Post by bessiere on May 11, 2019 4:16:47 GMT
Building Napoleonic armies from scratch is no small venture. One must decide why they are painting figures (for gaming or for dioramas), which nation they want an army for and lastly, what period they want an army from (ex; the wars of 2nd coalition/ Waterloo/1812 Russian invasion, etc).
You've made your choices; let's say French army 1815- that precludes any of the pre-Bardin uniforms limiting your choices to uniforms to 1812 on. Alas! no bicorne hats! A little research is in order on your part to prevent you from buying boxes of figures you ultimately cannot use. For example this website gives you most of the uniforms of all the armies during the 100 days (1815)- centjours.mont-saint-jean.com/index.php
You will have many questions and this and other forums are good places to get answers from experienced painters.
Ok, so you have your tools, your paints and research in hand and are dying to paint. Before you even cut the first figure from the sprue read the tips here: www.hat.com/Tips.html
Regardless of what kind of paint you are going to use you will need to wash your figures first. This is best accomplished while still on the sprue; soak in very hot water with dish detergent and scrub with a soft brush. Take care to not scrub so hard you break swords and bayonets off. The relative softness or hardness of the plastic will dictate how vigorously you can do this chore. Lastly, rise them off with more hot water to remove any soap residue. When figures are cast the molds are lined with a release agent to prevent the plastic from sticking to the metal molds - this is why you must bathe your figures first or you will likely find your hard work flaking off bit by bit every time you touch it.
Not all Exacto (razor craft knife) blades are created equally. The quality control on the sharpening process varies wildly and you may find there's not a razor sharp blade in a whole pack (this can be due to a multitude of factors). You will know you have a sharp blade when it simply glides through thin flash with little to no resistance. Mark that blade with a permanent marker and ONLY use it for cleaning up the flash and thinner mold lines from your figures. Keep your sharpest blades separated in a small box. Wipe them with a soft cloth and little machine oil or WD40 every few months to help preserve the edge. Trimming and cleaning your figures is an art in itself and using improper tools can waste tremendous amounts of time you'd rather spend painting!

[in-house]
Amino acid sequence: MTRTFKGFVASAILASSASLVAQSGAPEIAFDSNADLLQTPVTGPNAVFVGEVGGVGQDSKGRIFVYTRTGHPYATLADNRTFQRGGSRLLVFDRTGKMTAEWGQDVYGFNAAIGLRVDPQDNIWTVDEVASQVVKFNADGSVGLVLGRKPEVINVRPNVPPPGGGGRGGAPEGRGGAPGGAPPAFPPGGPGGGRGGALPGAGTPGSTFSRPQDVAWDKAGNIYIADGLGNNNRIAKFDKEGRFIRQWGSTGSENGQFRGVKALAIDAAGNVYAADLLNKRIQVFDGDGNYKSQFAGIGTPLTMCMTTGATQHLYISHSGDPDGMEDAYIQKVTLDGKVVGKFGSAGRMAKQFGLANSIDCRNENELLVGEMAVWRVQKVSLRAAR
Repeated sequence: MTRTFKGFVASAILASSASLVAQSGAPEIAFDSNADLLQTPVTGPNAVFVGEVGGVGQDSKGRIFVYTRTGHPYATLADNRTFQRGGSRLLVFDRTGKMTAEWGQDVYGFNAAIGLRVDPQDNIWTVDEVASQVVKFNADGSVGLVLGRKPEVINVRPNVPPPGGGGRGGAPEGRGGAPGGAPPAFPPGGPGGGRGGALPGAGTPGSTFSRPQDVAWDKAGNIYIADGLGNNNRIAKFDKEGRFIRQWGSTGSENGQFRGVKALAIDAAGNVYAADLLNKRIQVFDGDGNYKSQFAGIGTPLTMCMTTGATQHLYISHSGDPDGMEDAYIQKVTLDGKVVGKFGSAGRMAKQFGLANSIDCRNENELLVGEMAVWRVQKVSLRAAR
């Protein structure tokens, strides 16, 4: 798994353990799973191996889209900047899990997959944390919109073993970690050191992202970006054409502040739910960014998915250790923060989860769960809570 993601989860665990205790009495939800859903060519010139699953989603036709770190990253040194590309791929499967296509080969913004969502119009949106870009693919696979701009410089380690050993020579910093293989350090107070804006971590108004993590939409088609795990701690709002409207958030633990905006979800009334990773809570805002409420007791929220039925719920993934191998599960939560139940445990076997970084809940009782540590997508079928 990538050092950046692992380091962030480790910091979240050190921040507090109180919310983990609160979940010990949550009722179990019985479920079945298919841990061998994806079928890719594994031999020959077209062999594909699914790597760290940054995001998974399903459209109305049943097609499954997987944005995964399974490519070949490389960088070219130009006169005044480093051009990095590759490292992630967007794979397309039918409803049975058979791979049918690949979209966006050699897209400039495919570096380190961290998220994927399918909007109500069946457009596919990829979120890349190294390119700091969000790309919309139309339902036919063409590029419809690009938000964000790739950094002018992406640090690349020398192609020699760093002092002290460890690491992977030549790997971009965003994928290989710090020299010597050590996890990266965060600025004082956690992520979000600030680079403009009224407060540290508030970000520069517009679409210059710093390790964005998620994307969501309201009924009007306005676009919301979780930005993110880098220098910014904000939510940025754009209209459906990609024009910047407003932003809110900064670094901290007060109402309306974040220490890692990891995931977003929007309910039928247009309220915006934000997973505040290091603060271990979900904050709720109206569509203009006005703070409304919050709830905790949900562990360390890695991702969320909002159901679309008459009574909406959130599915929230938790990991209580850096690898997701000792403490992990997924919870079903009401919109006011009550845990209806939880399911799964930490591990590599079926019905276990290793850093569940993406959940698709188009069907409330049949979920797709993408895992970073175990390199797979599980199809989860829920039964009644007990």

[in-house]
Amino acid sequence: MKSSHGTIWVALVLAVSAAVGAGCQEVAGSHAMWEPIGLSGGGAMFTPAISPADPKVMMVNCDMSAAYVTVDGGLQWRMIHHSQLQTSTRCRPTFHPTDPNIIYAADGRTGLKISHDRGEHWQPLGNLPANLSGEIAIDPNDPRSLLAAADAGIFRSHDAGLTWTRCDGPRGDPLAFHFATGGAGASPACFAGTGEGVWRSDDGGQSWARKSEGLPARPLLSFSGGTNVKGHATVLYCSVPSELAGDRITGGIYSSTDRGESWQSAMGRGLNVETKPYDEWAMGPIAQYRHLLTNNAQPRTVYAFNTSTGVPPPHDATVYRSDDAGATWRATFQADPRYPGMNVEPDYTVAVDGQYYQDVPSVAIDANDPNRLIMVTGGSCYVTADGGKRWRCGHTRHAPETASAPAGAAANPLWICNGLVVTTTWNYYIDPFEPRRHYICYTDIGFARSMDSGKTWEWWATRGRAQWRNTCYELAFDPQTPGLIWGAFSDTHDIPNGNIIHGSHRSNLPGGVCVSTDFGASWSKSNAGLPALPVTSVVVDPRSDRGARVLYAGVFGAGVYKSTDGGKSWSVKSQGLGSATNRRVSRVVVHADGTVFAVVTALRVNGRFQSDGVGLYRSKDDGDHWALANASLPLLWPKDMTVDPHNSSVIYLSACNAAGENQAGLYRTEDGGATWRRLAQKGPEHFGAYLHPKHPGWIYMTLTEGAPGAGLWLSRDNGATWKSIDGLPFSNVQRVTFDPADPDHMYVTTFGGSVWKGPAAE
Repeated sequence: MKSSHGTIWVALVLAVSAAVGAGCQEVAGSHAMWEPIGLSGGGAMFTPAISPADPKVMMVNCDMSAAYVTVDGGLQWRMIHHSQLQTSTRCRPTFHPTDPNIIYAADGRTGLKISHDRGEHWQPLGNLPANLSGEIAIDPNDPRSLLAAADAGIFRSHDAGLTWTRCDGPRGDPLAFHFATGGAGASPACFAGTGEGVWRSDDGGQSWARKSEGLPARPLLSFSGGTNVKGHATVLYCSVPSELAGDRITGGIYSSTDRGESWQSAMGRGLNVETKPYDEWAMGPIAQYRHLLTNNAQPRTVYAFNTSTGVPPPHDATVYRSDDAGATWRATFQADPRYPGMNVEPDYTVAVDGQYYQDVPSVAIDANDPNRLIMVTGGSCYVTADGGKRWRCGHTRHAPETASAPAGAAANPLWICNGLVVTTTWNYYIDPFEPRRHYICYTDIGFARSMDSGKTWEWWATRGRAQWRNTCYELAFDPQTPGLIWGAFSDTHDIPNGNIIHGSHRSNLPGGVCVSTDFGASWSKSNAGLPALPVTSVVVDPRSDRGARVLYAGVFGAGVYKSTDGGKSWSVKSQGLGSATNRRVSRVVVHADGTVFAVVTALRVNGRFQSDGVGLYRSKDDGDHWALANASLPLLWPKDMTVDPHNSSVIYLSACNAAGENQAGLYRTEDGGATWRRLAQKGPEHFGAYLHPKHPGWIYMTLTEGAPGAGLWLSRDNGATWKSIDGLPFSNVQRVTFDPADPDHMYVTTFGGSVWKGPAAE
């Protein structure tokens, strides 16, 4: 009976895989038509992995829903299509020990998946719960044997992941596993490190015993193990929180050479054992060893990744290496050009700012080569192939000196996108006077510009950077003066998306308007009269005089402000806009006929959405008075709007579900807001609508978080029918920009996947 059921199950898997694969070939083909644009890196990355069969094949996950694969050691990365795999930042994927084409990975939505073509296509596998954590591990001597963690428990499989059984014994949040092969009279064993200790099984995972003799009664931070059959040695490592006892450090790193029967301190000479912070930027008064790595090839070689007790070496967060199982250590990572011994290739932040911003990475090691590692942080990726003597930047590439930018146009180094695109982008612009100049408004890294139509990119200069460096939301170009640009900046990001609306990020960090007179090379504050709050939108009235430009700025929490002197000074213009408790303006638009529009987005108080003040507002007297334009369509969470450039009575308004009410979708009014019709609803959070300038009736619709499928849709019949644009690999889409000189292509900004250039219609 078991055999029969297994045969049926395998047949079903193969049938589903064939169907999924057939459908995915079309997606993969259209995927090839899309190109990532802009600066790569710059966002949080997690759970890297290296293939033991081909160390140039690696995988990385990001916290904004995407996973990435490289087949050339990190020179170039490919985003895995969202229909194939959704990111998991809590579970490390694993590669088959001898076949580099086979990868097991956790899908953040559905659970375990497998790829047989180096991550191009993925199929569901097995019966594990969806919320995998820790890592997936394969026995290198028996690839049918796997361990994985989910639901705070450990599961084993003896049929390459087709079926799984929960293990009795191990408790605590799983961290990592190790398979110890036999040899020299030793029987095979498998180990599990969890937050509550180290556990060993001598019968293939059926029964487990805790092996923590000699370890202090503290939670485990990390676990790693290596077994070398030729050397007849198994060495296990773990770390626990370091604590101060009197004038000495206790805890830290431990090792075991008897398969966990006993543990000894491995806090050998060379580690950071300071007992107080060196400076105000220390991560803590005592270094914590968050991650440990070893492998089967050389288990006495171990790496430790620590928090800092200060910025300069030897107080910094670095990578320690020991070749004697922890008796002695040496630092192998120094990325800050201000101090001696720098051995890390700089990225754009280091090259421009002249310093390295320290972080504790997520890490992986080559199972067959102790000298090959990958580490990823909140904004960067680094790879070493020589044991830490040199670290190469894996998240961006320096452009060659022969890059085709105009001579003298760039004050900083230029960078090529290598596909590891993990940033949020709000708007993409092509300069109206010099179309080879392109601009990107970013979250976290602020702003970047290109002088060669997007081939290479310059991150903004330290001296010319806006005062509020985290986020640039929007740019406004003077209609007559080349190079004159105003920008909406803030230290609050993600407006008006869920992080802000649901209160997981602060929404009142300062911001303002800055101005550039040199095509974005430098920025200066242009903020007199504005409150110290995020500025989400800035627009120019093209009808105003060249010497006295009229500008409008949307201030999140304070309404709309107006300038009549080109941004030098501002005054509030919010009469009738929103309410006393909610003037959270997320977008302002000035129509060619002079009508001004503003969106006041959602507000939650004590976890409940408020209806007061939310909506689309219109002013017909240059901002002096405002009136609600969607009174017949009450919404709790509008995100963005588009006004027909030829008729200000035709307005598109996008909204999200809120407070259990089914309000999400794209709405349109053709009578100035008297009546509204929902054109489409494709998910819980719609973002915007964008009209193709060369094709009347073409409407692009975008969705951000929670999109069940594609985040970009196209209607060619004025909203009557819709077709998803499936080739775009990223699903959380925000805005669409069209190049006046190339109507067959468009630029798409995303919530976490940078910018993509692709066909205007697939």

One last thing before you paint! (and it's critical) You're going to want to prime them (an undercoat to help your paint adhere). You can spray it or brush it on and use any variety of colors. How you apply and what color will be a matter of personal taste though using a white primer will keep your colors brighter. Detail can be hard to pick out if you use very dark colors. Experiment to find what works for you by using the leftover sprue instead of your valuable figures.
Think that sprue is waste? It's a gift! Not only can you experiment with different primers to see which holds paint best but you can also test to see how well it finishes, what it's melting point is and how hard it is to cut. A little experimentation with sprues can give you the best possible results. If you should have a very rare set I strongly suggest spending time experimenting so your figures come out looking the best they possibly can.
Get good brushes for detail work. Red sable Kolinsky size 0 have worked well for me. Care for them well and they will pay you back in easier work and gratifying results. Use cheaper ones for drybrush work which is horribly abusive of brushes
Use paint thinner, especially if mixing small amounts of color. It's pricey but so is wasted paint that dries in minutes. I find it flows better from the brush when I use thinner instead of water and for small, hard to reach spots there is no substitute.
One final tip; write down what colors you use and on what parts you painted it with. This way you can be consistent if you paint a few figures from a set and get distracted only to come back later and wonder if those Austrian gun carriages were Valejo Yellow Ochre Model color or was it Heavy Gold Brown Game color? (this is from personal experience where I "touched up" 8 guns only to discover I had used the wrong paint!) The advantage is you can come back later and paint up another unit to match exactly with those you painted previously. Oh, use good model paints. The large bottles of cheap, hobby store stuff rarely cover well but are great for terrain builds.
I'm just returning to painting miniatures after a 45 year hiatus. I was getting bored with retirement until I remembered how much I enjoyed painting small plastic armies. If anyone has better methods please post and help me and everyone else who is just getting started in this fun and rewarding hobby. (Is it a hobby or an obsession? Methinks the latter - too late! I am afraid I'm infected and frankly I've never been happier). I have learned a great deal from the members here and I thank you for your contributions. I look forward to learning much, much more from all of you.